Well, to begin there's usually more than one person living in a country. Secondly I'm assuming the "1 million dollars to fix it up" means government spending on education, healthcare, policing not to mention military (which is considerably more than scientific space exploration if you live in the US). So your suggesting that governments spend doubly-doubly-doubly-triply-quadruply the amount they spend on those areas on space travel. Needless to say, this simply isn't the case anywhere. Thirdly, "some really interesting girls" is by far the best analogy based metaphor for scientific knowledge I have ever heard. Not joking, thank you for that.
Are outside Earth resources really too expensive once we get going? To mention just ONE – Helium-3 (abundant on the moon) is a valuable future fuel. As safe, clean fusion electric is developed, the equivalent of a shuttle-load could provide all the . power needs for more than a year . . that’s many times the annual cost of the Space program here. Does the one writer really believe that kind of cost can somehow be recovered through recycling? (I’m all for recycling, by the way . . but I can’t believe it will reclaim that huge an amount of energy while relieving pressure on Earth’s resources.)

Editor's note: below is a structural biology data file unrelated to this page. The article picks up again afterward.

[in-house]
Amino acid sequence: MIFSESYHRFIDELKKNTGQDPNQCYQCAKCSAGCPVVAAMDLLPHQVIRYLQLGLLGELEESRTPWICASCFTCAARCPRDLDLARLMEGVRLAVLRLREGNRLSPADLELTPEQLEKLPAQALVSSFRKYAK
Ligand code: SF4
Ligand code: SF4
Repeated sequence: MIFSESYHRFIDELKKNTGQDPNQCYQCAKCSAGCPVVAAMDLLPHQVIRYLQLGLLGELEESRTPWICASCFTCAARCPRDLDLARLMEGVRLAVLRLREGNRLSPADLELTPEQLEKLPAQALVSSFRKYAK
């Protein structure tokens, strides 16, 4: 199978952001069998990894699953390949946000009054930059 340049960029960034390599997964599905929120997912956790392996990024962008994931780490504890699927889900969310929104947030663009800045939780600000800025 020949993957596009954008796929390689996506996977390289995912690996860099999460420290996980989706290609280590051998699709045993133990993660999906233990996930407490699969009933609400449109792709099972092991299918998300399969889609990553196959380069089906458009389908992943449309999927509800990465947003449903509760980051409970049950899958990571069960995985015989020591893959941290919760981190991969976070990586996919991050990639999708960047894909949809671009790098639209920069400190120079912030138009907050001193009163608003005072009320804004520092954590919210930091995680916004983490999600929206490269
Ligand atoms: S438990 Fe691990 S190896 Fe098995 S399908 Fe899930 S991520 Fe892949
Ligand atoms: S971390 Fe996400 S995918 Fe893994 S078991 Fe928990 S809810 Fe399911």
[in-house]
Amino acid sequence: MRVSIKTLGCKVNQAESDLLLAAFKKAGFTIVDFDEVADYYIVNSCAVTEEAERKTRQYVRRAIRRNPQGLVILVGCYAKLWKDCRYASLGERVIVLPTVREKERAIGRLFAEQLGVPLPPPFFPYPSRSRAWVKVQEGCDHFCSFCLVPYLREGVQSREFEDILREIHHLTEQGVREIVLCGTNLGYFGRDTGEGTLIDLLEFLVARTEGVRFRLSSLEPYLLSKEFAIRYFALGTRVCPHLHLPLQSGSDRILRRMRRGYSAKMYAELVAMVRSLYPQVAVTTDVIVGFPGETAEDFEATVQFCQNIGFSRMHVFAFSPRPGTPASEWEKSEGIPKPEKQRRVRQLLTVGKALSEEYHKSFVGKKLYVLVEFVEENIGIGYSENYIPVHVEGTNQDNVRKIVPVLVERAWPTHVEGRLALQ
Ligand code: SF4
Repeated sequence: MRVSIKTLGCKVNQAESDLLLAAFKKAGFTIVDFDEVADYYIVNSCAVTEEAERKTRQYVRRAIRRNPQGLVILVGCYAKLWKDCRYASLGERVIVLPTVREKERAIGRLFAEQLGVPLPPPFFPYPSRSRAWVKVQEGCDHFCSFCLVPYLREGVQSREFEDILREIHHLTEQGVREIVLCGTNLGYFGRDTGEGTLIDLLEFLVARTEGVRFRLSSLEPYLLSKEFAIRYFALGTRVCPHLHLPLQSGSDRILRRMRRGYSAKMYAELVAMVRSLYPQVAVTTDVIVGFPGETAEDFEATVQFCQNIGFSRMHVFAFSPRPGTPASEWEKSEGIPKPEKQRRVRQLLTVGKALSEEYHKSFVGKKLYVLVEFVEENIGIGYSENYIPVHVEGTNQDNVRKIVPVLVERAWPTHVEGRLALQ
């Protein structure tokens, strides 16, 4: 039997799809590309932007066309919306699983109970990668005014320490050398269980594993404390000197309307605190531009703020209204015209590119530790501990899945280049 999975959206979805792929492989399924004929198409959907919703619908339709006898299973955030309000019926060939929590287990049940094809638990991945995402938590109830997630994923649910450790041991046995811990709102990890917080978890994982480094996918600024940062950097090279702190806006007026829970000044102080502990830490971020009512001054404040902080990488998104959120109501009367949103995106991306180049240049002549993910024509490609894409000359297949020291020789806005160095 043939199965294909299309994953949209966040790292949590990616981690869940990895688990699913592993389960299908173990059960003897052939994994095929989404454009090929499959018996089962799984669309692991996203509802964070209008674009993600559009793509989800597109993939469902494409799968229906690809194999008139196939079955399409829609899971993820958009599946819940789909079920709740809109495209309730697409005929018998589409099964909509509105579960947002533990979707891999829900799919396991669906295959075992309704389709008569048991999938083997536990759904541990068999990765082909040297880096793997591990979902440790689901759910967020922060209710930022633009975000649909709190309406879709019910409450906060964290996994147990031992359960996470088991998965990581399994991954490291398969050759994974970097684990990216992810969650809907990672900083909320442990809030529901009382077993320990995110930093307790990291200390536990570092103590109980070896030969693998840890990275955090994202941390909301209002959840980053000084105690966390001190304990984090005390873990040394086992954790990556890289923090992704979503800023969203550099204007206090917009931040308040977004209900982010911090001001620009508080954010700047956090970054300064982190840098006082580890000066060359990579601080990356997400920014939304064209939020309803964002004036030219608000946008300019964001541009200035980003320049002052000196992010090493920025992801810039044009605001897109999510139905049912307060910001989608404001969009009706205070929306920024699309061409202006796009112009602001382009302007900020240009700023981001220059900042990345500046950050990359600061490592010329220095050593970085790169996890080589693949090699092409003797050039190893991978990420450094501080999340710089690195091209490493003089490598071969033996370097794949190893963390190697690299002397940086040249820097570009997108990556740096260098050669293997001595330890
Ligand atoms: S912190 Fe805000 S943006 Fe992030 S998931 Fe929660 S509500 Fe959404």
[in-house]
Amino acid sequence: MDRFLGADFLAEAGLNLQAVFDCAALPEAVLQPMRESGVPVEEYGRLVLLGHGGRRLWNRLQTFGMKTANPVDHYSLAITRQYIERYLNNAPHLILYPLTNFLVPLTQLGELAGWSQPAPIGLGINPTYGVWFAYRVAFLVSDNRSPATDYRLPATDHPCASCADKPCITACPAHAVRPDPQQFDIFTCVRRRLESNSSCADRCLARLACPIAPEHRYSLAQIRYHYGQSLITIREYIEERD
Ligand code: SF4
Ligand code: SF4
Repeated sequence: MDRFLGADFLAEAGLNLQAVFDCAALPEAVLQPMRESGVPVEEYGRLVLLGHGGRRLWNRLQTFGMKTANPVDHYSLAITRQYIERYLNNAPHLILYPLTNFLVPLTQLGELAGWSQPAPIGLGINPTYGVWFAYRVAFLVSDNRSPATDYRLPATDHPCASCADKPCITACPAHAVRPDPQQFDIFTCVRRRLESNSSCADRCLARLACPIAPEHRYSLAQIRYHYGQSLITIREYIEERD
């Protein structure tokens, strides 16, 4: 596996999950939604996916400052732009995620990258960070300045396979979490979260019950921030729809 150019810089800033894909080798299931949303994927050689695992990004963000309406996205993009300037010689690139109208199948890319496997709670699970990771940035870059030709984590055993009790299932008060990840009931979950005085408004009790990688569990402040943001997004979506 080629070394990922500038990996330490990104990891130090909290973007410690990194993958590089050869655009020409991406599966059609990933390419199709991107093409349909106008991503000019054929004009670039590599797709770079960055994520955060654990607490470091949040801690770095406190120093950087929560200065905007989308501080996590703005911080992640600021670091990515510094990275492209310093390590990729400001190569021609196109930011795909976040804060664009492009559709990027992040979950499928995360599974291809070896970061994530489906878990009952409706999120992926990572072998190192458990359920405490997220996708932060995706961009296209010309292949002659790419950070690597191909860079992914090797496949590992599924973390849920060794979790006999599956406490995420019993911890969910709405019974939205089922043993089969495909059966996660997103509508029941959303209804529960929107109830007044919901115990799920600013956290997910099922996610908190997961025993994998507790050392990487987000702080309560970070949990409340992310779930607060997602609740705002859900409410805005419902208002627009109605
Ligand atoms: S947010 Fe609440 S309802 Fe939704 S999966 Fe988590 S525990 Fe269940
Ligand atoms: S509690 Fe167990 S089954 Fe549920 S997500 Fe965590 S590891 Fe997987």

The most common problem experienced by humans in the initial hours of weightlessness is known as space adaptation syndrome or SAS, commonly referred to as space sickness. It is related to motion sickness , and arises as the vestibular system adapts to weightlessness.  Symptoms of SAS include nausea and vomiting , vertigo , headaches , lethargy , and overall malaise.  The first case of SAS was reported by cosmonaut Gherman Titov in 1961. Since then, roughly 45% of all people who have flown in space have suffered from this condition. The duration of space sickness varies, but rarely has it lasted for more than 72 hours, after which the body adjusts to the new environment.